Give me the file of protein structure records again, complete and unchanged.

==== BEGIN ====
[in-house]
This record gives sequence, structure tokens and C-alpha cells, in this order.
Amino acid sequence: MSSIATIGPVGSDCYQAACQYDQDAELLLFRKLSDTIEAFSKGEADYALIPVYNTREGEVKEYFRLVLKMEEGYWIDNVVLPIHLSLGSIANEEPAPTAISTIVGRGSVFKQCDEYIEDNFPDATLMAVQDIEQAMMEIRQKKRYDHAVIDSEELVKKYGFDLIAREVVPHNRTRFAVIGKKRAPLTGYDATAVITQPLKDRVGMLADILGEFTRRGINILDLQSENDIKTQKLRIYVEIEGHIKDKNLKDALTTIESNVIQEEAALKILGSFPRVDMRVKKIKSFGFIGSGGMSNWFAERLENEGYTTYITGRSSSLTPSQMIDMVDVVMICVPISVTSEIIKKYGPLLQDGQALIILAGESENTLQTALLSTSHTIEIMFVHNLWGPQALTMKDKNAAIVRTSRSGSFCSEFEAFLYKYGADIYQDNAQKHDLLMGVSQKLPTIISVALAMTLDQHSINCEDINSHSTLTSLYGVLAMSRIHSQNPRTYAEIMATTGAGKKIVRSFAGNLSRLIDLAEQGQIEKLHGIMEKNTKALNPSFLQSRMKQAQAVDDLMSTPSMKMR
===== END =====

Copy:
[in-house]
This record gives sequence, structure tokens and C-alpha cells, in this order.
Amino acid sequence: MSSIATIGPVGSDCYQAACQYDQDAELLLFRKLSDTIEAFSKGEADYALIPVYNTREGEVKEYFRLVLKMEEGYWIDNVVLPIHLSLGSIANEEPAPTAISTIVGRGSVFKQCDEYIEDNFPDATLMAVQDIEQAMMEIRQKKRYDHAVIDSEELVKKYGFDLIAREVVPHNRTRFAVIGKKRAPLTGYDATAVITQPLKDRVGMLADILGEFTRRGINILDLQSENDIKTQKLRIYVEIEGHIKDKNLKDALTTIESNVIQEEAALKILGSFPRVDMRVKKIKSFGFIGSGGMSNWFAERLENEGYTTYITGRSSSLTPSQMIDMVDVVMICVPISVTSEIIKKYGPLLQDGQALIILAGESENTLQTALLSTSHTIEIMFVHNLWGPQALTMKDKNAAIVRTSRSGSFCSEFEAFLYKYGADIYQDNAQKHDLLMGVSQKLPTIISVALAMTLDQHSINCEDINSHSTLTSLYGVLAMSRIHSQNPRTYAEIMATTGAGKKIVRSFAGNLSRLIDLAEQGQIEKLHGIMEKNTKALNPSFLQSRMKQAQAVDDLMSTPSMKMR